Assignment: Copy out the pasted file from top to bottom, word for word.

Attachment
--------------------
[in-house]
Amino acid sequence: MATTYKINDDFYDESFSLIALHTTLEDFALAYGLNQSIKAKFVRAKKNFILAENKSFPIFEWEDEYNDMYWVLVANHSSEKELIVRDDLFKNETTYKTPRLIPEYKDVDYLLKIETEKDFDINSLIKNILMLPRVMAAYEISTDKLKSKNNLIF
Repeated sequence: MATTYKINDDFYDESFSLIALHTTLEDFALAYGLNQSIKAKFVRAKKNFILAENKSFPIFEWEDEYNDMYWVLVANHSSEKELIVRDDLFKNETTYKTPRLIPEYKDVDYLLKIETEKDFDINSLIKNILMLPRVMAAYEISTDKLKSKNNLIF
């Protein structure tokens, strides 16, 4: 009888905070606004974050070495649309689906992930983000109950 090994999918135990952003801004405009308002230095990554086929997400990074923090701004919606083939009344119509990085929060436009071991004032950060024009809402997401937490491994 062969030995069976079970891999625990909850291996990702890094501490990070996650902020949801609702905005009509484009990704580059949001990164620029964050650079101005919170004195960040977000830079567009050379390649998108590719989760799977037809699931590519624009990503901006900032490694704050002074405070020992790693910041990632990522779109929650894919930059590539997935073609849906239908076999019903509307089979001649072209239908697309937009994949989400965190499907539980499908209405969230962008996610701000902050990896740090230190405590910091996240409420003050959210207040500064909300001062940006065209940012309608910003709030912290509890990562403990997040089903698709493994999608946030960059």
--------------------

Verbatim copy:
[in-house]
Amino acid sequence: MATTYKINDDFYDESFSLIALHTTLEDFALAYGLNQSIKAKFVRAKKNFILAENKSFPIFEWEDEYNDMYWVLVANHSSEKELIVRDDLFKNETTYKTPRLIPEYKDVDYLLKIETEKDFDINSLIKNILMLPRVMAAYEISTDKLKSKNNLIF
Repeated sequence: MATTYKINDDFYDESFSLIALHTTLEDFALAYGLNQSIKAKFVRAKKNFILAENKSFPIFEWEDEYNDMYWVLVANHSSEKELIVRDDLFKNETTYKTPRLIPEYKDVDYLLKIETEKDFDINSLIKNILMLPRVMAAYEISTDKLKSKNNLIF
């Protein structure tokens, strides 16, 4: 009888905070606004974050070495649309689906992930983000109950 090994999918135990952003801004405009308002230095990554086929997400990074923090701004919606083939009344119509990085929060436009071991004032950060024009809402997401937490491994 062969030995069976079970891999625990909850291996990702890094501490990070996650902020949801609702905005009509484009990704580059949001990164620029964050650079101005919170004195960040977000830079567009050379390649998108590719989760799977037809699931590519624009990503901006900032490694704050002074405070020992790693910041990632990522779109929650894919930059590539997935073609849906239908076999019903509307089979001649072209239908697309937009994949989400965190499907539980499908209405969230962008996610701000902050990896740090230190405590910091996240409420003050959210207040500064909300001062940006065209940012309608910003709030912290509890990562403990997040089903698709493994999608946030960059």